It does not matter whether your money is in a country that does not tax a particular category of income (for example, many Asian countries do not tax passive income). It also does not matter if you are a dual citizen and/or if that money has already been taxed in the foreign country.
Rather, the default position is that if you are required to file a U.S. tax return and you meet the minimum threshold requirements for filing a U.S. tax return, then you have to include all of your foreign income. If you already paid foreign tax on the income, you may qualify for a Foreign Tax Credit. In addition, if the income is earned income – as opposed to passive income – and you meet either the Bona-Fide Resident Test or Physical-Presence Test, then you may qualify for an exclusion of that income; nevertheless, the money must be included on your tax return.
What if You Never Report the Money?
If you are in the unfortunate position of having foreign money or specified foreign assets that should have been reported to the U.S. government, but which you have not reported — then you are in a bit of a predicament, which you will need to resolve before it is too late.
As we have indicated numerous times on our website, there are very unscrupulous CPAs, Attorneys, Accountants, and Tax Representatives who would like nothing more than to get you to part with all of your money by scaring you into believing you are automatically going to be arrested, jailed, or deported because you have unreported money. While that is most likely not the case (depending on the facts and circumstances of your specific situation), you may be subject to extremely high fines and penalties.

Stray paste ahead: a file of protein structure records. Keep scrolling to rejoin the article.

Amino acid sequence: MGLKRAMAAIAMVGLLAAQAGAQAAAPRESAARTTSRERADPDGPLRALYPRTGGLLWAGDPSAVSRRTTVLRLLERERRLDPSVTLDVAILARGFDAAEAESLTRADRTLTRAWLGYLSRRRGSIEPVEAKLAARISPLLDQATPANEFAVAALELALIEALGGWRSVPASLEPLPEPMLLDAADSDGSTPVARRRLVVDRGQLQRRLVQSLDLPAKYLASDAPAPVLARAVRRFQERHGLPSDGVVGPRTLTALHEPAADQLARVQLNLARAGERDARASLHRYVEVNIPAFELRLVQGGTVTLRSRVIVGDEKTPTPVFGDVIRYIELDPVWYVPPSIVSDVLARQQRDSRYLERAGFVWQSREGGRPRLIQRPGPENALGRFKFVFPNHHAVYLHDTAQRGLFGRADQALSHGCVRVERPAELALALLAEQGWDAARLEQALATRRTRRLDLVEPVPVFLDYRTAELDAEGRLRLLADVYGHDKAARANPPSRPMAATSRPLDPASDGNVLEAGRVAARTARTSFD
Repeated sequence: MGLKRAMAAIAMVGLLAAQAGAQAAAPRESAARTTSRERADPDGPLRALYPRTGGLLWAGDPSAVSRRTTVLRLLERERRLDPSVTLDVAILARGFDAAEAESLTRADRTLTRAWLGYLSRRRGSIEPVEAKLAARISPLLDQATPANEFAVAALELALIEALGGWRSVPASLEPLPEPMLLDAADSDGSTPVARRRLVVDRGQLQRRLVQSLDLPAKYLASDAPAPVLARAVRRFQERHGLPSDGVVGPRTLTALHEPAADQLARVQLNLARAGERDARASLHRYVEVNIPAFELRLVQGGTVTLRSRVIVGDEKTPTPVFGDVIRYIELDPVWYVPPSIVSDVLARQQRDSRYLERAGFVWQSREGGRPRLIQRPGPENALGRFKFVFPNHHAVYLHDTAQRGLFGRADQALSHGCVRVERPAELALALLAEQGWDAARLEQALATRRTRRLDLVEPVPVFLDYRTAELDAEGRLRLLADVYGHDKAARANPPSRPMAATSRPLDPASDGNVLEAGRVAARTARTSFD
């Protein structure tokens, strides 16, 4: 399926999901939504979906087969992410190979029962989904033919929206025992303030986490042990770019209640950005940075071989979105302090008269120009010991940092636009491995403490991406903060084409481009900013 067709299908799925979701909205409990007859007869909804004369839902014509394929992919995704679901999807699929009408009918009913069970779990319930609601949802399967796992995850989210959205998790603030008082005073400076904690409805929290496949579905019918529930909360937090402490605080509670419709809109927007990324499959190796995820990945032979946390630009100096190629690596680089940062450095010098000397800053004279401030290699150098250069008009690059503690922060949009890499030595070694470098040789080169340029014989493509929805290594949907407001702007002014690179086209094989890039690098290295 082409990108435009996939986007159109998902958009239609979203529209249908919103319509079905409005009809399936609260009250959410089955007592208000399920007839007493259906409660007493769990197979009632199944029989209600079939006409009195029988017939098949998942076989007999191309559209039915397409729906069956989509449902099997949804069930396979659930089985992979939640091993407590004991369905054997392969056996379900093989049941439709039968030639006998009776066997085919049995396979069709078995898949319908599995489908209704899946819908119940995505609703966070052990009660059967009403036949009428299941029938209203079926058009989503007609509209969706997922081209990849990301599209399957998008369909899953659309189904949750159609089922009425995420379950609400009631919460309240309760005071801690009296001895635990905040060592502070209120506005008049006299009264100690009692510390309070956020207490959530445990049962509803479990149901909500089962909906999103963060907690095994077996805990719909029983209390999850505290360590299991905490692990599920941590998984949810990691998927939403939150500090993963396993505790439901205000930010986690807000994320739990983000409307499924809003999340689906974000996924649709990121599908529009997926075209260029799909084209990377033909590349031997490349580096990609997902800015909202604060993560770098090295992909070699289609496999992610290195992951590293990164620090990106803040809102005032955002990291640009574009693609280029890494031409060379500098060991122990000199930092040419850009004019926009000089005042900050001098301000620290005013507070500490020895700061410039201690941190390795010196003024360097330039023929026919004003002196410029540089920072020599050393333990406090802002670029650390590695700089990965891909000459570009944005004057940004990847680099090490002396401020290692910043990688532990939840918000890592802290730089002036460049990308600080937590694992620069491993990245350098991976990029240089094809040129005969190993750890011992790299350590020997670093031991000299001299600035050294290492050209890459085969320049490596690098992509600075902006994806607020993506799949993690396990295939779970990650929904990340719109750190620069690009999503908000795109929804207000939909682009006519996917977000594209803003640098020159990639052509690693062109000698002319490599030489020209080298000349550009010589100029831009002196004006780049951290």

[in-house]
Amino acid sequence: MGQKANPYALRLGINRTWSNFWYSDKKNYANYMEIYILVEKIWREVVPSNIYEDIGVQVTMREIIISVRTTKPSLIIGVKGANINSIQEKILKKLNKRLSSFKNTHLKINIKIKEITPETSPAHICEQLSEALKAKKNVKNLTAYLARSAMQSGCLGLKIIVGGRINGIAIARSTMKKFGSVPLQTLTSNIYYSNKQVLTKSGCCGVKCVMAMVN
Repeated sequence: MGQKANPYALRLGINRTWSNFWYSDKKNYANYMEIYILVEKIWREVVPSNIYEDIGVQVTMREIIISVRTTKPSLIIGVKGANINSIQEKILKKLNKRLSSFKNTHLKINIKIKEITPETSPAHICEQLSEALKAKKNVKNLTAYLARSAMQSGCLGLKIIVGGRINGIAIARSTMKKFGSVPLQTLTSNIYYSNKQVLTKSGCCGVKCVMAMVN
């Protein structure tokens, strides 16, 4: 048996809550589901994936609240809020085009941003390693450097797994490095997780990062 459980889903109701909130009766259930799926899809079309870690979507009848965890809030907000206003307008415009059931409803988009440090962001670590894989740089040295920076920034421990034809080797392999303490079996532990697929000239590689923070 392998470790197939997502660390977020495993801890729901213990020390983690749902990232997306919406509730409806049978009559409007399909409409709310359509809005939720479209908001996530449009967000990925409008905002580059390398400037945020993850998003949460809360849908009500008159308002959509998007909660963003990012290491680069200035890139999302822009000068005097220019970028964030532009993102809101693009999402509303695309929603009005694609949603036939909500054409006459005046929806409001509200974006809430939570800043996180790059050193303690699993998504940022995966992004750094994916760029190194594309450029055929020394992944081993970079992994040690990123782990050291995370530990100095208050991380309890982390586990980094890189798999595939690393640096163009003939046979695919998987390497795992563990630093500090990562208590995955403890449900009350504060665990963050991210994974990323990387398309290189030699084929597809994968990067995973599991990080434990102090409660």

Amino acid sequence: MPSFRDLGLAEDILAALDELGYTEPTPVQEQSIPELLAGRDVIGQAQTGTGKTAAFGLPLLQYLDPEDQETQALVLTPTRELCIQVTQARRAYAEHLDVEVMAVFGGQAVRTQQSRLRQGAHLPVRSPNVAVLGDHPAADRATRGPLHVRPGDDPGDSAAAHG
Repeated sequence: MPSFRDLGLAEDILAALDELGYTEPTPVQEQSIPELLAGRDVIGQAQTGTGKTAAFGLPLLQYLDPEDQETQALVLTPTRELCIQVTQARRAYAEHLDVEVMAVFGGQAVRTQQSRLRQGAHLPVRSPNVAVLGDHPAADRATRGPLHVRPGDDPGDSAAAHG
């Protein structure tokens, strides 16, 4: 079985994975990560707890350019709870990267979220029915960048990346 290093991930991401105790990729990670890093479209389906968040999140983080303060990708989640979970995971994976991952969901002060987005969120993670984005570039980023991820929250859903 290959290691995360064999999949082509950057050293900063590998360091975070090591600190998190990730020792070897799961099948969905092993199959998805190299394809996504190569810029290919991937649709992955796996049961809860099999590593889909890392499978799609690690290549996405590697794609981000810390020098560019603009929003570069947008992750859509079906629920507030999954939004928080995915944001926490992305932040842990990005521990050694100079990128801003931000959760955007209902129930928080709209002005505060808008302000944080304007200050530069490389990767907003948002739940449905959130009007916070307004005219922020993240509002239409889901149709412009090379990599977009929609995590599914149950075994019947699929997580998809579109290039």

Moreover, if you knowingly or willfully hid your foreign accounts, foreign money, and offshore assets overseas, then you may become subject to even higher fines and penalties…as well as a criminal investigation by the special agents of the IRS and/or DOJ (Department of Justice).
Getting into Compliance
There are five main methods people/businesses use to get into compliance. Four of these methods are perfectly legitimate as long as you meet the requirements for the particular mechanism of disclosure. The fifth alternative, which is called a Quiet Disclosure a.k.a. Silent Disclosure a.k.a. Soft Disclosure, is ill-advised as it is illegal and very well may result in criminal prosecution.
We are going to provide a brief summary of each program below. We have also included links to the specific programs. If you are interested, we have also prepared very popular “FAQs from the Trenches” for FBAR, OVDP and Streamlined Disclosure reporting. Unlikes the technical jargon of the IRS FAQs, our FAQs are based on the hundreds of different types of issues we have handled over the many years that we have been practicing international tax law and offshore disclosure in particular.
After reading this webpage, we hope you develop a basic understanding of each offshore disclosure alternative and how it may benefit you to get into compliance. We do not recommend attempting to disclose the information yourself as you may become subject to an IRS investigation insofar as you will have to answer questions directly to the IRS, which you can avoid with an attorney representative.
If you retain an attorney, then you will get the benefit of the attorney-client privilege which provides confidentiality between you and your representative. With a CPA, there is a relatively small privilege which does provide some comfort, but the privilege is nowhere near as strong as the confidentiality privilege you enjoy with an attorney.
Since you will be dealing with the Internal Revenue Service and they are not known to play nice or fair – it is in your best interest to obtain an experienced Offshore Disclosure Attorney.